Sunday, April 3, 2011

THE oil town of Brega saw more heavy fighting as rebels advanced then fell back after being ambushed.

Former foreign minister and UN General Assembly president Ali Treiki became the latest official to abandon Kadhafi, after the flight to Britain of foreign minister and regime stalwart, Mussa Kussa earlier in the week.

A British delegation was also reported to be in the Libyan rebel bastion of Benghazi in the east, nearly a month after a botched bid by special forces to contact the insurgency caused red faces in London when the team was captured.

Rebel spokesman Mustafa Gheriani confirmed the presence of a British group in the country's second largest city for talks with the Transitional National Council (TNC).

A British Foreign Office spokesperson also confirmed the trip, saying the team was led by Christopher Prentice, who also visited Libya last week.

The spokesperson said the aim of the trip was to "engage with key figures" on the TNC, "build on the work of the previous team and seek to establish further information" about the council and its aims.

On March 7, London called the seizure by rebels of a team - reportedly six elite Special Air Service troopers and two diplomats - in a botched attempt to contact the insurgency the result of a "serious misunderstanding."

On the front line, rebels who had entered the eastern town of Brega early on Sunday said they were staging a tactical withdrawal after being ambushed.

A correspondent saw some 300 to 400 fighters regrouping on the road back into rebel-held territory some 10 kilometres to the east.

Loud explosions could still be heard from Brega's outskirts as the rebels' best-trained fighters took on the Kadhafi loyalists.

Most of the rebel volunteers acknowledged they lacked the military training, discipline and knowledge of the terrain to mount a frontal assault on Brega.

They said they were dependent on the rebels' few trained fighters, mostly defectors from the regular army.

"There is no commander. We are all together," said Abdul Wahed Aguri, a 28-year-old.

"We are not army. We can't move closer to Brega because we don't know where the enemy is. We don't know the area. We have to wait for the army (defectors)," he said, adding that could take a whole day.

Intermittent explosions rumbled across the desert landscape as the rebel vanguard traded rocket and artillery fire with Kadhafi forces inside the town.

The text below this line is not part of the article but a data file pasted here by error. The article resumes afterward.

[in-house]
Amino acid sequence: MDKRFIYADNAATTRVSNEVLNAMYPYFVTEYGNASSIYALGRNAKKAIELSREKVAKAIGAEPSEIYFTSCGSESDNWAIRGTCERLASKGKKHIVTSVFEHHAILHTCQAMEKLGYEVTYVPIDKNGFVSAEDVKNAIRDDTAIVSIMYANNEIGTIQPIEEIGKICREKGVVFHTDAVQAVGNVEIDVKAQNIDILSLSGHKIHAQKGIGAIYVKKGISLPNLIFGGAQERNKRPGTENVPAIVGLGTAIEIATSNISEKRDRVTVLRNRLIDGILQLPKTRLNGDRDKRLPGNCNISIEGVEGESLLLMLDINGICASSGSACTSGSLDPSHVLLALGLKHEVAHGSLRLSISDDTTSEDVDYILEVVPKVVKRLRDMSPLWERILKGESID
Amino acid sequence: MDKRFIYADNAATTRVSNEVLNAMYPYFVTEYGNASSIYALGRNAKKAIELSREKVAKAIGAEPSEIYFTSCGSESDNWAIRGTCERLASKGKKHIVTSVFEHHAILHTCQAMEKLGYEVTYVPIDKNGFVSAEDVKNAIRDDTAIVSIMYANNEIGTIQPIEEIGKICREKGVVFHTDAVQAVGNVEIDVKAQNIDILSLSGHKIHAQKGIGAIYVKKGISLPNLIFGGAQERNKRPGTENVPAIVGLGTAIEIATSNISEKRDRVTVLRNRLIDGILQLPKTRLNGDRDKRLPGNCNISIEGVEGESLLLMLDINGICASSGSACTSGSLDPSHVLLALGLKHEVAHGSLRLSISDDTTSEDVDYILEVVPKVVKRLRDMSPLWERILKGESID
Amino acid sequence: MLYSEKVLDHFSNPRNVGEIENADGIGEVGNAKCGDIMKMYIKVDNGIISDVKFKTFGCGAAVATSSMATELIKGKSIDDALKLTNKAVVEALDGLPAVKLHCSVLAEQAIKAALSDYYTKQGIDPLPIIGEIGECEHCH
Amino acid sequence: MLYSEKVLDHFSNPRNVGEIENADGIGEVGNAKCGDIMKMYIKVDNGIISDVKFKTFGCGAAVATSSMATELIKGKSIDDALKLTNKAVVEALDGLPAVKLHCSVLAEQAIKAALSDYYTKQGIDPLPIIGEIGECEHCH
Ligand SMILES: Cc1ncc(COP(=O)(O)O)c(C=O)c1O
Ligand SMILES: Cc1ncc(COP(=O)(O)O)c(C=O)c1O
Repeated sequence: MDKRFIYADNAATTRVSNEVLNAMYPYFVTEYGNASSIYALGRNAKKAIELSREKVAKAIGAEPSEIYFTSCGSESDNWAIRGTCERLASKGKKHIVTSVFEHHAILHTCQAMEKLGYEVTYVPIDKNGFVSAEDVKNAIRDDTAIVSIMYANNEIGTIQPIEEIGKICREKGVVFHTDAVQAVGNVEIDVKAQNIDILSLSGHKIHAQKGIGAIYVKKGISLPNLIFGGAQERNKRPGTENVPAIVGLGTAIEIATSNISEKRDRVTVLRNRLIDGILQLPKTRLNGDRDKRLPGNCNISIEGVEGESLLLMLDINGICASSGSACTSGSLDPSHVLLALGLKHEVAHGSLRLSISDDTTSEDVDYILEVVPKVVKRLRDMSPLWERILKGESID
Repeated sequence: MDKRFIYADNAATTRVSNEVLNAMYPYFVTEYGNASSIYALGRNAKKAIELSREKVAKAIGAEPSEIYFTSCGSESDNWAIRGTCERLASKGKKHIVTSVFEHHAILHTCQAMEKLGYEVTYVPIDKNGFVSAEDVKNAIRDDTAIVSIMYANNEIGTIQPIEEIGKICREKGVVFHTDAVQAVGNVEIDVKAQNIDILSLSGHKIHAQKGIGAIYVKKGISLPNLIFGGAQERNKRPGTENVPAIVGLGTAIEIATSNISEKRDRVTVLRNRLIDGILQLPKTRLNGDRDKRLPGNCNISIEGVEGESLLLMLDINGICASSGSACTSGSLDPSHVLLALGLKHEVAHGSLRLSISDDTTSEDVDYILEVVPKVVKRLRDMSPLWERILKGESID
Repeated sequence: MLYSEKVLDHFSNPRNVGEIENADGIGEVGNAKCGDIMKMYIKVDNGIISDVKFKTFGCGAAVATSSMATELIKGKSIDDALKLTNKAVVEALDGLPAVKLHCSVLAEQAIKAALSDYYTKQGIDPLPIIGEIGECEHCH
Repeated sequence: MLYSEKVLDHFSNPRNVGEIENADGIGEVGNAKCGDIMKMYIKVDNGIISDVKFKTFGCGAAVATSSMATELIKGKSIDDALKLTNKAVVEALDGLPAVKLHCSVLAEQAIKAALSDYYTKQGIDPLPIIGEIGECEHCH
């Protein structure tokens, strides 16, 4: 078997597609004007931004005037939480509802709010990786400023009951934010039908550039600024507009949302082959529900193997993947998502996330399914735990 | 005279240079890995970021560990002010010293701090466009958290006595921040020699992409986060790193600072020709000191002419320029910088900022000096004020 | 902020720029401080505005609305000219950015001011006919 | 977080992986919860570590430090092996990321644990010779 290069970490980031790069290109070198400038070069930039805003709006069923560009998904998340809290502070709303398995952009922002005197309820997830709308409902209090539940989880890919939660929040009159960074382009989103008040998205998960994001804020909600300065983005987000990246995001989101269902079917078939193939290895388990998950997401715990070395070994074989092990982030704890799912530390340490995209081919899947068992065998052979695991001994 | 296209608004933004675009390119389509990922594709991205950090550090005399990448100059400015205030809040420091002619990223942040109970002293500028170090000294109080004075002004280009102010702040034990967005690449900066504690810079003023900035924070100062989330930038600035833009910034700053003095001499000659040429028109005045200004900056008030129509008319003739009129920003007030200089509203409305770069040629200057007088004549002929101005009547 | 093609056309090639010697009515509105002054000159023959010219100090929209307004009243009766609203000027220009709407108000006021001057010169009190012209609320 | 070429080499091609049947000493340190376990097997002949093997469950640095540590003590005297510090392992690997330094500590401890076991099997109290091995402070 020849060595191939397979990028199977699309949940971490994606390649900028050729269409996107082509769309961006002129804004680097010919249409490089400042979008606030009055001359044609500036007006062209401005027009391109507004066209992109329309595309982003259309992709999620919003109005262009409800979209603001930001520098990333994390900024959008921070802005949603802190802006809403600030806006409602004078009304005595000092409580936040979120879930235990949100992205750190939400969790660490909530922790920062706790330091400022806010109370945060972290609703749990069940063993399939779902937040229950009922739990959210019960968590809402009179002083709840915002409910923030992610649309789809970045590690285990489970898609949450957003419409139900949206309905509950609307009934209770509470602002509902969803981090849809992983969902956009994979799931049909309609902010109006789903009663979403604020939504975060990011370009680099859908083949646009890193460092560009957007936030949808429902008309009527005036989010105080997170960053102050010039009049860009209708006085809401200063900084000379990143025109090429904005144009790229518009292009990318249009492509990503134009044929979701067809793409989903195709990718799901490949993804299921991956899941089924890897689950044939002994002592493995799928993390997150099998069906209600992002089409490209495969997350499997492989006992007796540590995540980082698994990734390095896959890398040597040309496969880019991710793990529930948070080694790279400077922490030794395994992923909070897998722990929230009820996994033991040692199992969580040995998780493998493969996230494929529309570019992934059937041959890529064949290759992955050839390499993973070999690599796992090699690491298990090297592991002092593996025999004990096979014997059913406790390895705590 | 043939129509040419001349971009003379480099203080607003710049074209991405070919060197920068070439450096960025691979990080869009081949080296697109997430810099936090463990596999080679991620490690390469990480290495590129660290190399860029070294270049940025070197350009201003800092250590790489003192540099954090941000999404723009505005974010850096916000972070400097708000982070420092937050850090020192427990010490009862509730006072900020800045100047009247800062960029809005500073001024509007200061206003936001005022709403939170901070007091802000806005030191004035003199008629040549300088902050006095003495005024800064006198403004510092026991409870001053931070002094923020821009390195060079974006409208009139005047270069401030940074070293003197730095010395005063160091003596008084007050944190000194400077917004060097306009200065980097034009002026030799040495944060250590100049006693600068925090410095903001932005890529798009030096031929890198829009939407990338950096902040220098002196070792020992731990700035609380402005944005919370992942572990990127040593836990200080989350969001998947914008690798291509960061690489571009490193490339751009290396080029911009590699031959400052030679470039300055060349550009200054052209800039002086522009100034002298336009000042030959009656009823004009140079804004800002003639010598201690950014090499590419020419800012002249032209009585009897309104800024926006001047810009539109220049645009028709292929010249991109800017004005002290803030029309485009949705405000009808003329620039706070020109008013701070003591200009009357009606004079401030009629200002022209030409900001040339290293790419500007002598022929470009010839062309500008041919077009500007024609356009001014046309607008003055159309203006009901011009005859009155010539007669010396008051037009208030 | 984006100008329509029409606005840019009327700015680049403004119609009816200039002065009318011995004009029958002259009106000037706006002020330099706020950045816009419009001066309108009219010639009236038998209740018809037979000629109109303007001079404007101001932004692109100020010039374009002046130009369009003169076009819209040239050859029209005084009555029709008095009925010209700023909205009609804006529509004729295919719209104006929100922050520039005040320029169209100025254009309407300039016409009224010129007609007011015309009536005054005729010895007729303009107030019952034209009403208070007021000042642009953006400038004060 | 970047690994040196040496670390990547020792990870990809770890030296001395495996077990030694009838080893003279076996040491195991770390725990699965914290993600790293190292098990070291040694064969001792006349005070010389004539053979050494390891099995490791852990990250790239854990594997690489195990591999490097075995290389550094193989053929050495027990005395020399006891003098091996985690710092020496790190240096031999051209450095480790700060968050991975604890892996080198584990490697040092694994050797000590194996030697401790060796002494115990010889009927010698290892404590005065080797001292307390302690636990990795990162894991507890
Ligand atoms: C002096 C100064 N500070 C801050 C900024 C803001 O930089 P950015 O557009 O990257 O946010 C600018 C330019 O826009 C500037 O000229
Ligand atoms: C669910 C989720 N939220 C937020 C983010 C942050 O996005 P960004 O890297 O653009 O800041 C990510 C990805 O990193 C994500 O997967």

Aircraft from the NATO-led coalition enforcing a no-fly zone were heard overhead. The rebels said they heard air strikes on loyalist positions in the town overnight, although there was no immediate confirmation from the alliance.

Earlier, the rebels pushed forward to seize the vast university campus on Brega's outskirts, a correspondent witnessed before the retreat.

The town has been the scene of intense exchanges for several days, with both sides advancing only to withdraw again later under fire.

On Saturday, the rebels had claimed to have recaptured Brega, 800 kilometres east of the capital Tripoli, but pro-Kadhafi snipers were said to be still active and others were apparently holed up in the university.

A rebel spokesman in Libya's third biggest city Misrata, 210 kilometres east of the capital, reported fierce fighting there.

He said Kadhafi's forces tried to enter the city on three fronts, but were pushed back. Snipers fired at anyone on the street, he said, reporting one civilian shot dead. Rebels also killed seven snipers, he added.

Treiki, the latest in a string of officials to abandon the Kadhafi regime, met Arab League chief Amr Mussa for talks in Cairo on Sunday.

Treiki resigned his official duties as an adviser to Kadhafi but did not pledge allegiance to the rebels, Arab League sources said.

He was Tripoli's envoy to the United Nations until 2009 when he became president of the UN General Assembly. He also served as Libya's ambassador to France, African affairs minister, and foreign minister in the 1970s and 1980s.

Former Archbishop Desmond Tutu, a leader in the fight against South Africa's white-minority regime who won the Nobel Prize for his stand against apartheid, told the BBC of Kadhafi: "You keep having to balance what is a lesser evil.

"It's quite clear in the best of worlds it would be a good thing for us to say you clobber him, capture him and let him stand for trial.

"But we know that doesn't usually happen in the world in which we inhabit."

He added that "the lesser of two evils" could be to let Kadhafi "have a soft landing and save the lives of as many people as you possibly can."

The chief rebel spokesman told reporters coalition warplanes had killed 13 people, four of them civilians, in an air raid some 15 kilometres east of Brega on Friday.

"Thirteen dead, seven injured by friendly fire. It was a regrettable occurrence," Abdulhafiz Ghoga said, calling them "unintentional deaths."

"The leadership is working on preventing a recurrence."

A spokeswoman for NATO, which leads the international coalition enforcing the no-fly zone over Libya and protecting civilians from attack, said the alliance was examining the reports.

"We are always concerned by reports of civilian casualties. NATO's mission is to protect civilians and civilian areas from the threat of attack," said Oana Lungescu.


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